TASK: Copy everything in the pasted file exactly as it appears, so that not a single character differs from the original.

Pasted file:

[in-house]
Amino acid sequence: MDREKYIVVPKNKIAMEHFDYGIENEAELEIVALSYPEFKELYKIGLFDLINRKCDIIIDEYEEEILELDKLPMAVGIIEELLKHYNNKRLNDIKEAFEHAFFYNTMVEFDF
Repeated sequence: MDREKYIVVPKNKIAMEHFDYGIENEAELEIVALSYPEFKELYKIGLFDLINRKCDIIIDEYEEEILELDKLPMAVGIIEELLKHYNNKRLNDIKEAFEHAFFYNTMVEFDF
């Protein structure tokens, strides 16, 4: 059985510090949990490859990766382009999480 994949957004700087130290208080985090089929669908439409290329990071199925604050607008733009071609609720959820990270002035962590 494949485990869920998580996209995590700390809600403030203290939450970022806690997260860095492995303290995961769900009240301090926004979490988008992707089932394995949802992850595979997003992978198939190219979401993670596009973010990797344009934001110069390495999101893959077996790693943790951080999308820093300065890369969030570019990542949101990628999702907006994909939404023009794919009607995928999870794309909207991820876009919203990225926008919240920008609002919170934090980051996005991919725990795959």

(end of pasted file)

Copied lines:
[in-house]
Amino acid sequence: MDREKYIVVPKNKIAMEHFDYGIENEAELEIVALSYPEFKELYKIGLFDLINRKCDIIIDEYEEEILELDKLPMAVGIIEELLKHYNNKRLNDIKEAFEHAFFYNTMVEFDF
Repeated sequence: MDREKYIVVPKNKIAMEHFDYGIENEAELEIVALSYPEFKELYKIGLFDLINRKCDIIIDEYEEEILELDKLPMAVGIIEELLKHYNNKRLNDIKEAFEHAFFYNTMVEFDF
């Protein structure tokens, strides 16, 4: 059985510090949990490859990766382009999480 994949957004700087130290208080985090089929669908439409290329990071199925604050607008733009071609609720959820990270002035962590 494949485990869920998580996209995590700390809600403030203290939450970022806690997260860095492995303290995961769900009240301090926004979490988008992707089932394995949802992850595979997003992978198939190219979401993670596009973010990797344009934001110069390495999101893959077996790693943790951080999308820093300065890369969030570019990542949101990628999702907006994909939404023009794919009607995928999870794309909207991820876009919203990225926008919240920008609002919170934090980051996005991919725990795959």